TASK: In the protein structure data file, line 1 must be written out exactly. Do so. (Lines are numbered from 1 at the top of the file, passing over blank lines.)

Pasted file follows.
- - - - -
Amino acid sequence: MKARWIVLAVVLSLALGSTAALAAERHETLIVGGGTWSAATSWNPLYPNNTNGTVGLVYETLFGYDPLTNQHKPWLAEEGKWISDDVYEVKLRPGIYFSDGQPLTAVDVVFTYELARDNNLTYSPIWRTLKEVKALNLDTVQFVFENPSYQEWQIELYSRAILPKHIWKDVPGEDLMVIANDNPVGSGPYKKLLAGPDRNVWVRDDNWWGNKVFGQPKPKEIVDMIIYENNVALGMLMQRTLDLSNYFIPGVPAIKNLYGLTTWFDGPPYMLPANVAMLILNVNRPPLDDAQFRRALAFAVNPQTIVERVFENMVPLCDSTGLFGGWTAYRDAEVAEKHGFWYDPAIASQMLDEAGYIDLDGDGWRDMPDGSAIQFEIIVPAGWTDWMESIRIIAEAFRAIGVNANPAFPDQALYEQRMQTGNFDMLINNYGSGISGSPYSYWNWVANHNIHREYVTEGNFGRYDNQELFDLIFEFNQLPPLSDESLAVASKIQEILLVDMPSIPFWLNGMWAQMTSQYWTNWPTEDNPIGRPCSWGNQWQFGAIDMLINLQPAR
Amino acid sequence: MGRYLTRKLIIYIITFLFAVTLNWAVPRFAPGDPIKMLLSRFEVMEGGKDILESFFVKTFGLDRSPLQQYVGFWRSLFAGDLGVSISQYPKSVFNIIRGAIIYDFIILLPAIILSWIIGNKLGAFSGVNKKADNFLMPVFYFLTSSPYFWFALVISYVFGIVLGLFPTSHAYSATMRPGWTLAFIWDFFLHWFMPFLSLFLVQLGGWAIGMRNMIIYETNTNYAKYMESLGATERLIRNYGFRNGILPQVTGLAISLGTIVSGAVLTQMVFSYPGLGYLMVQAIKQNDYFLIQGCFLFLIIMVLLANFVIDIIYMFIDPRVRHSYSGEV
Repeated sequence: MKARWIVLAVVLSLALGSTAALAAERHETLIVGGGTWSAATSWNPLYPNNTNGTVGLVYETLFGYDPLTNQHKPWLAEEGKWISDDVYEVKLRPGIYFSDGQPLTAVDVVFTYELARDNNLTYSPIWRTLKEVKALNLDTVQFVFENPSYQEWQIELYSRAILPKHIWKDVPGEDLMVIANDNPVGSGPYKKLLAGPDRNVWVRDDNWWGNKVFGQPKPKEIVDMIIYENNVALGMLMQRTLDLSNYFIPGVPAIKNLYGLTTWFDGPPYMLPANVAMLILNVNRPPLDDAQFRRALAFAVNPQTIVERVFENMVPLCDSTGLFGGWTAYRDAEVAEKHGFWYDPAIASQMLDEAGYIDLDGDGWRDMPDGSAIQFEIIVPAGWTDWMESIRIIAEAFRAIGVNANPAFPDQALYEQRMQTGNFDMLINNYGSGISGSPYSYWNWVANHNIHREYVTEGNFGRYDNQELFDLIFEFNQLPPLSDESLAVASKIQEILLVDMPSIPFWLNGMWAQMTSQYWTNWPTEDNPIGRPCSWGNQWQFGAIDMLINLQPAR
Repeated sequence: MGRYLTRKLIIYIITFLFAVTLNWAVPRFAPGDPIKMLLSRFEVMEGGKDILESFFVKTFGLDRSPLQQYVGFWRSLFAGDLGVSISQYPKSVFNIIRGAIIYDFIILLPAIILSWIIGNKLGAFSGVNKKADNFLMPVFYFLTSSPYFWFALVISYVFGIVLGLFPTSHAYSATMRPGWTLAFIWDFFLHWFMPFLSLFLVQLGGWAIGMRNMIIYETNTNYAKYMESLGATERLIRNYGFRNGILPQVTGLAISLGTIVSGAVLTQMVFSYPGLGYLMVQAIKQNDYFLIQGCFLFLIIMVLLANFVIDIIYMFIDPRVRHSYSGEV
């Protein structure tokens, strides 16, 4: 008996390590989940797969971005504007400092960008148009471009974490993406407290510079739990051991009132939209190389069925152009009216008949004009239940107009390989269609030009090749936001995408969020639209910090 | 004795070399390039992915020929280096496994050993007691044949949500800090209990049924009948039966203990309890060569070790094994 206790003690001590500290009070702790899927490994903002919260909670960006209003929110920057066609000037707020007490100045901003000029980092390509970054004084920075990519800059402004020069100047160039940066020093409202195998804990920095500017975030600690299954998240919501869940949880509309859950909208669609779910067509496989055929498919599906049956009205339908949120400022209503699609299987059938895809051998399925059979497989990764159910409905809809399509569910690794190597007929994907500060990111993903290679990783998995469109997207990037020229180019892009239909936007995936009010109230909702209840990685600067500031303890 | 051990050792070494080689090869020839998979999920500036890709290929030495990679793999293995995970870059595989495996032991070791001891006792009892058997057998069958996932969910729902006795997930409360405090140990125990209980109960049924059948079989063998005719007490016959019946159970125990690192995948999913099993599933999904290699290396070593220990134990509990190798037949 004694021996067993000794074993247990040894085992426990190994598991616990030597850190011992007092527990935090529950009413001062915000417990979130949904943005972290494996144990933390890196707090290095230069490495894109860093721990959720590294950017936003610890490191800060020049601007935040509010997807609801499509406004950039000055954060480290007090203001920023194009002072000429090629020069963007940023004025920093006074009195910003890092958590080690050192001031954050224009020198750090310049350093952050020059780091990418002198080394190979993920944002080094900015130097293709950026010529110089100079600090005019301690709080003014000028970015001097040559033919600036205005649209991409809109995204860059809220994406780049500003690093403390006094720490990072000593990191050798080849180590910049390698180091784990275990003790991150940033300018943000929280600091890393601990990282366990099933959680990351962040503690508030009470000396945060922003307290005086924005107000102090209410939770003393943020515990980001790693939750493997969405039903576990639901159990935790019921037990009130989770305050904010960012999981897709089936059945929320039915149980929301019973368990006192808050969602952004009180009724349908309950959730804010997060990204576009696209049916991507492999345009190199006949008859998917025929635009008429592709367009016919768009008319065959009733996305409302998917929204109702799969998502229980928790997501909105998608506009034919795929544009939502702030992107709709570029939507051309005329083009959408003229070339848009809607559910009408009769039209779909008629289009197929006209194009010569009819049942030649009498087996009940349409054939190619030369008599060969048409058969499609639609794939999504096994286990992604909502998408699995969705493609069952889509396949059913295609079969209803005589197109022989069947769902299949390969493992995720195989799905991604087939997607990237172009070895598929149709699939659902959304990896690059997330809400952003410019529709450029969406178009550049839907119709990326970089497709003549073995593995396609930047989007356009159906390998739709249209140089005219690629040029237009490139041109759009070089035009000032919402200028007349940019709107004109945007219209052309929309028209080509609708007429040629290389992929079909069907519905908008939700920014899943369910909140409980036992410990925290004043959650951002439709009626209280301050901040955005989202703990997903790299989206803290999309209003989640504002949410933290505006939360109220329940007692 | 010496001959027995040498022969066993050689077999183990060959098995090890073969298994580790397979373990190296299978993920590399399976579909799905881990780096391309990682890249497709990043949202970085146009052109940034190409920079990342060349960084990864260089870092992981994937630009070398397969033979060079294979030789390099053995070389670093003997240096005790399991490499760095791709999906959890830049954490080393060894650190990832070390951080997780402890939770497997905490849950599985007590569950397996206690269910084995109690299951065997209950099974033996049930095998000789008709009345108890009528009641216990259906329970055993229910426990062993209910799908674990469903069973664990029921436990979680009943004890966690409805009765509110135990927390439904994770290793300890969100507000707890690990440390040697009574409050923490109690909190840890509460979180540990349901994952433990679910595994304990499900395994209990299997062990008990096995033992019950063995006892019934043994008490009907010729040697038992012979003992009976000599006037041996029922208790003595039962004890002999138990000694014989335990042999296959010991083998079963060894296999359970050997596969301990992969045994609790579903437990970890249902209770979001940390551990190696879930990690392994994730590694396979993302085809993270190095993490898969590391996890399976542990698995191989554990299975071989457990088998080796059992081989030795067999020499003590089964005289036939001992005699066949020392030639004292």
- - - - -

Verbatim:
Amino acid sequence: MKARWIVLAVVLSLALGSTAALAAERHETLIVGGGTWSAATSWNPLYPNNTNGTVGLVYETLFGYDPLTNQHKPWLAEEGKWISDDVYEVKLRPGIYFSDGQPLTAVDVVFTYELARDNNLTYSPIWRTLKEVKALNLDTVQFVFENPSYQEWQIELYSRAILPKHIWKDVPGEDLMVIANDNPVGSGPYKKLLAGPDRNVWVRDDNWWGNKVFGQPKPKEIVDMIIYENNVALGMLMQRTLDLSNYFIPGVPAIKNLYGLTTWFDGPPYMLPANVAMLILNVNRPPLDDAQFRRALAFAVNPQTIVERVFENMVPLCDSTGLFGGWTAYRDAEVAEKHGFWYDPAIASQMLDEAGYIDLDGDGWRDMPDGSAIQFEIIVPAGWTDWMESIRIIAEAFRAIGVNANPAFPDQALYEQRMQTGNFDMLINNYGSGISGSPYSYWNWVANHNIHREYVTEGNFGRYDNQELFDLIFEFNQLPPLSDESLAVASKIQEILLVDMPSIPFWLNGMWAQMTSQYWTNWPTEDNPIGRPCSWGNQWQFGAIDMLINLQPAR